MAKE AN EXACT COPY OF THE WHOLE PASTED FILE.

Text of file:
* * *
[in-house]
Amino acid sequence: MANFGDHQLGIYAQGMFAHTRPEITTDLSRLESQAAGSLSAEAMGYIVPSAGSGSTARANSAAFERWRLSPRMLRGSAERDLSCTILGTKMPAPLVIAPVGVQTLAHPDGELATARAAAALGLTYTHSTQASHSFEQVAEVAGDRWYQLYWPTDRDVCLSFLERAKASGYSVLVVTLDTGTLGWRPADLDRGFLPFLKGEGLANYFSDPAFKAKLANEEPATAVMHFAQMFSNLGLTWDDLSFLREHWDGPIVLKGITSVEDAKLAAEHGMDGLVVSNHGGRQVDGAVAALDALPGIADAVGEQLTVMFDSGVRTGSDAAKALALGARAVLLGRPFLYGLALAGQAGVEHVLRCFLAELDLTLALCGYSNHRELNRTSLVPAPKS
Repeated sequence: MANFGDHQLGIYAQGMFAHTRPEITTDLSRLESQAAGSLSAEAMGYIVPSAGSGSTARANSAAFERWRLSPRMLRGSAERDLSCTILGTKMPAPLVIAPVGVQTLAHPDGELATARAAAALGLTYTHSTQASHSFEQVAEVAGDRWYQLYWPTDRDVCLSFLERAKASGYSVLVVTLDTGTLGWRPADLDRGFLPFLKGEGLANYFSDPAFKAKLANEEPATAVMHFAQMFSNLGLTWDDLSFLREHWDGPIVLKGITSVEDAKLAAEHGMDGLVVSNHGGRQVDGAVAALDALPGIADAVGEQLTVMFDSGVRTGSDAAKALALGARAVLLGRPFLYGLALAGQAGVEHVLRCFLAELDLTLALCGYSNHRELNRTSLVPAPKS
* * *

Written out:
[in-house]
Amino acid sequence: MANFGDHQLGIYAQGMFAHTRPEITTDLSRLESQAAGSLSAEAMGYIVPSAGSGSTARANSAAFERWRLSPRMLRGSAERDLSCTILGTKMPAPLVIAPVGVQTLAHPDGELATARAAAALGLTYTHSTQASHSFEQVAEVAGDRWYQLYWPTDRDVCLSFLERAKASGYSVLVVTLDTGTLGWRPADLDRGFLPFLKGEGLANYFSDPAFKAKLANEEPATAVMHFAQMFSNLGLTWDDLSFLREHWDGPIVLKGITSVEDAKLAAEHGMDGLVVSNHGGRQVDGAVAALDALPGIADAVGEQLTVMFDSGVRTGSDAAKALALGARAVLLGRPFLYGLALAGQAGVEHVLRCFLAELDLTLALCGYSNHRELNRTSLVPAPKS
Repeated sequence: MANFGDHQLGIYAQGMFAHTRPEITTDLSRLESQAAGSLSAEAMGYIVPSAGSGSTARANSAAFERWRLSPRMLRGSAERDLSCTILGTKMPAPLVIAPVGVQTLAHPDGELATARAAAALGLTYTHSTQASHSFEQVAEVAGDRWYQLYWPTDRDVCLSFLERAKASGYSVLVVTLDTGTLGWRPADLDRGFLPFLKGEGLANYFSDPAFKAKLANEEPATAVMHFAQMFSNLGLTWDDLSFLREHWDGPIVLKGITSVEDAKLAAEHGMDGLVVSNHGGRQVDGAVAALDALPGIADAVGEQLTVMFDSGVRTGSDAAKALALGARAVLLGRPFLYGLALAGQAGVEHVLRCFLAELDLTLALCGYSNHRELNRTSLVPAPKS